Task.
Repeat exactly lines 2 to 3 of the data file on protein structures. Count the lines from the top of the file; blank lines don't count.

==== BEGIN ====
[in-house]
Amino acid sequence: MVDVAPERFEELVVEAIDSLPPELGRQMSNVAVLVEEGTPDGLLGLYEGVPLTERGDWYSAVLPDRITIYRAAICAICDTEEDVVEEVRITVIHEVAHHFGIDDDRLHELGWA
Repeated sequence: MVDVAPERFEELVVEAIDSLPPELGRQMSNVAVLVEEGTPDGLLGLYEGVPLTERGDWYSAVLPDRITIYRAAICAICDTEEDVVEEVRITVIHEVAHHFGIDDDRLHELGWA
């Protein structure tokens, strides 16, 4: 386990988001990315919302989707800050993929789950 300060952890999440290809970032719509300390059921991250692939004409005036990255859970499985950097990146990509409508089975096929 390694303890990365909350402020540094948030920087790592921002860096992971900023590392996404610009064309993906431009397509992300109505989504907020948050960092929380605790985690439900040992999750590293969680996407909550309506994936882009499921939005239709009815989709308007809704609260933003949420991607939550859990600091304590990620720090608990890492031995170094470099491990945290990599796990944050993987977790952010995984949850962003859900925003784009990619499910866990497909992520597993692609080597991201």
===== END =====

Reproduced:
Amino acid sequence: MVDVAPERFEELVVEAIDSLPPELGRQMSNVAVLVEEGTPDGLLGLYEGVPLTERGDWYSAVLPDRITIYRAAICAICDTEEDVVEEVRITVIHEVAHHFGIDDDRLHELGWA
Repeated sequence: MVDVAPERFEELVVEAIDSLPPELGRQMSNVAVLVEEGTPDGLLGLYEGVPLTERGDWYSAVLPDRITIYRAAICAICDTEEDVVEEVRITVIHEVAHHFGIDDDRLHELGWA